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How to Create an Effective Classroom Cool Down Corner

Alaska: A Place for Students to Cool Down

Cool down corner exercised laid out on table. Text reads "Alaska, A Place to Cool Down"

It is so helpful to have a quiet, calm space in the classroom that students can escape to when they need a break or a little space for themselves. Students may benefit from a break in the cool down corner when they feel tired, overwhelmed, or upset. It is important to allow students space when they need it. And it’s just as important to help them self recognize when they need space. I named my cool down spot “Alaska” because it was a place to cool off. My students always got a kick out of this.

Cool-down spots help teach your students to self-regulate their emotions. Ideally, you want students to choose to go to a cool-down spot on their own; however, sometimes they need your direction to help them become more self-aware of their emotions. They will need more help when you first introduce the strategy. They will start to self-direct more often as they receive your coaching and guidance.

Please note, cool down spaces are a great place for a “time out”, but it shouldn’t be used in a negative light. Students should want to go to this space to take a break, then rejoin the class. (Trust me, I used cool-down spaces for years. When I made the mistake of using it as a punishment, the strategy ended up not working in the long run.)

NOTE that this post contains affiliate links*.

Tips for Implementing an Effective Cool Down Corner in Your Classroom

From my experience, here are some guidelines I recommend the following:

  1. Space: Calm down space should promote a calm, reflective environment. My daughter’s PreK class has a tent they use in the corner of the room, and there are a lot of ideas you can implement. Personally, I had the most success with a simple student desk in the back of the room. I wanted to be able to see the student so I could motivate them to use effective strategies and to want to rejoin the class.
  2. Duration: Calm down spaces should be short term. For the most part, students should make a choice when they are ready to rejoin the class.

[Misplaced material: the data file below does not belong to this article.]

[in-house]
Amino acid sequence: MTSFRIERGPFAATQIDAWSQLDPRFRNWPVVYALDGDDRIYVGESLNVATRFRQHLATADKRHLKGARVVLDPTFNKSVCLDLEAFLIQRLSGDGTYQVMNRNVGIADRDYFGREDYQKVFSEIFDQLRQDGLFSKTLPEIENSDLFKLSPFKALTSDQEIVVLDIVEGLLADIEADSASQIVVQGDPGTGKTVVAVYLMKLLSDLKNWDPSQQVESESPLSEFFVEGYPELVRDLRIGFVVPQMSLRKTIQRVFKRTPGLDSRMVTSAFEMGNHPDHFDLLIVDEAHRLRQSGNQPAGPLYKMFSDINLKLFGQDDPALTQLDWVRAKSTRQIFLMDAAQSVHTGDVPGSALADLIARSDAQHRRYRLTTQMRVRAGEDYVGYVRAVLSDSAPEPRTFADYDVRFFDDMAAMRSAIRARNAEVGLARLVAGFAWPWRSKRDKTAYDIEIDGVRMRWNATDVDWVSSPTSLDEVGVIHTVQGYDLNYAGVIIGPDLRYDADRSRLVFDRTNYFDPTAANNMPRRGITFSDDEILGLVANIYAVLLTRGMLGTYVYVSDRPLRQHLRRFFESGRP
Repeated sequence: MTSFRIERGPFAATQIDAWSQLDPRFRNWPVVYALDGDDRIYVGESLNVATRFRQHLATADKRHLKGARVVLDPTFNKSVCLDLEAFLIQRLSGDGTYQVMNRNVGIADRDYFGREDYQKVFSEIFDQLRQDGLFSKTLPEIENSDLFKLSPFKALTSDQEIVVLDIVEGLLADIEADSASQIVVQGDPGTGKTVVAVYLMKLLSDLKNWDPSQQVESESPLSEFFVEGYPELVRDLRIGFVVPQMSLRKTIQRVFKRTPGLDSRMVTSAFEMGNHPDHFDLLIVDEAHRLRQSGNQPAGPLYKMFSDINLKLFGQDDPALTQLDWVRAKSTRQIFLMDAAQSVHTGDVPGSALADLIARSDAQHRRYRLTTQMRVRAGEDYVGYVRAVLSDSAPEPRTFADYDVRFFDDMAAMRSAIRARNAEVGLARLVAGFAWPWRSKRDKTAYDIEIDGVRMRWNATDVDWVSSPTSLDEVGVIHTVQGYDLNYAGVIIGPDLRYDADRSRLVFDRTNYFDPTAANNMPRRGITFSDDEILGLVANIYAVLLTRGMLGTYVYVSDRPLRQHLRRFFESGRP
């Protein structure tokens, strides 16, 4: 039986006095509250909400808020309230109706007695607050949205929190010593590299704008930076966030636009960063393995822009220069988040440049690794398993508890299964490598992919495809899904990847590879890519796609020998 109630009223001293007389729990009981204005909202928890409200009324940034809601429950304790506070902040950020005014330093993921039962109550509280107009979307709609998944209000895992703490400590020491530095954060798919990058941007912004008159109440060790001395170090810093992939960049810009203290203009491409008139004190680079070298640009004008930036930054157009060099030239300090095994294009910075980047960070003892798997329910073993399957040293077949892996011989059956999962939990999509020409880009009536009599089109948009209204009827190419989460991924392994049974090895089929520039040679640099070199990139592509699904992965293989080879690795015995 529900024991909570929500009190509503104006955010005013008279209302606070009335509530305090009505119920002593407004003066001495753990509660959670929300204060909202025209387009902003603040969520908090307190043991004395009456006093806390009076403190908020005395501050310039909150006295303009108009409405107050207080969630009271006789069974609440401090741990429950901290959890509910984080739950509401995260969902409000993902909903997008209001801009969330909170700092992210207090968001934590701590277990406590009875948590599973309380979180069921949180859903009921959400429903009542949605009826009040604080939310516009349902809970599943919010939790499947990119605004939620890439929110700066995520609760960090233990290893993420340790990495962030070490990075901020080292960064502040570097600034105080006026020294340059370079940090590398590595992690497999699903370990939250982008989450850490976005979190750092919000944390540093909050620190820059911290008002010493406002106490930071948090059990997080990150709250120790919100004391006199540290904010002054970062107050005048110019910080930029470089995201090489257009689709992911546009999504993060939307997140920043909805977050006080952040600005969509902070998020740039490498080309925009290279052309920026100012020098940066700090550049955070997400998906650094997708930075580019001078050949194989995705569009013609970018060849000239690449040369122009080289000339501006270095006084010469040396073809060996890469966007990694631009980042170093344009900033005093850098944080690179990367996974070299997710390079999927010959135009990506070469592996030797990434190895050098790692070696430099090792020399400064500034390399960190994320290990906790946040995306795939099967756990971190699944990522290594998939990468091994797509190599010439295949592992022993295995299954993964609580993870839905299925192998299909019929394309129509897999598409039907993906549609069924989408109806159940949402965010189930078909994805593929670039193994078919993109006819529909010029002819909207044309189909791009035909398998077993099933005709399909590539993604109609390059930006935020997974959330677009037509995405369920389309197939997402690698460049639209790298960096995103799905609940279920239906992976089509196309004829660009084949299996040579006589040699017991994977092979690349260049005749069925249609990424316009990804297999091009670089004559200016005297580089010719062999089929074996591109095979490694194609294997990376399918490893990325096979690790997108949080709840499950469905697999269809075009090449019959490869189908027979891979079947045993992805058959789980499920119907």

3. Demeanor: Calm down space should be positive. Students should want to go there to self-regulate their emotions. Pick a spot that is somewhat private, but you are able to monitor.
  4. Activities: A good calm down space should be filled with effective activities that guide students to regulate their emotions. You can prep the students when you introduce the space so they know how to use activities appropriately.

Suggested Activites for Your Calm Down Space

Child playing with bottle while cooling off in the calm down corner. 1. Sensory activities:

  • Calm Down Bottle – A water bottle filled with water, glue, die, and glitter creates a simple calm down tool. Students can shake the bottle then watch the glitter scatter and settle. It creates a calming display that gives students time to cool off, reflect, and breathe.
  • Bubble Wrap – It feels great to pop bubbles, especially for a student who is feeling angry.
  • Playdoh – Playing with playdoh can help students release stress and redirect their focus to a positive activity.
  • Fidgets – Stress balls, squeeze toys and bendy toys can help students refocus and calm down.

Hand holding bubble wrap with stickers, playdoh, and beads in a tub underneath the bubble wrap.

2. Breathing & Counting Activities

  • Yoga – If you have a good space, you can put a small mat or towel nearby for the students to use.
  • Beads – Put some string beads in a container in your cool-down corner. Students can string the beads while counting.
  • Stickers – Students can place stickers on a sheet of paper while counting.
  • Breathing & Counting Mat – Students place items on a mat containing a graphic. You can find Breathing and Counting mats found in my Anger Management Resource.

 

    • Student using a breathing and counting mat by placing numbered meatballs on an image of a plate of spaghetti Student using beads to cool off in Alaska

 

3. Coloring and cutting activities

A Trip to Alaska

Students who are capable of self-regulating their emotions are more likely to succeed in school and become productive members of society. If you’re looking to help your students self regulate their emotions, try setting up a little Alaska in your classroom! Then let me know how it worked out.

You can download my Alaska – A Place to Cool Down sign here: Alaska-Sign.pdf (50 downloads)

If you’re ready to ramp up the accountability in your classroom, check out my tips for implementing student success data notebooks.

 

*Common Core Kingdom is a participant in the Amazon Services LLC Associates Program, an affiliate advertising program designed to provide a means for us to earn fees by linking to Amazon.com and affiliated sites.

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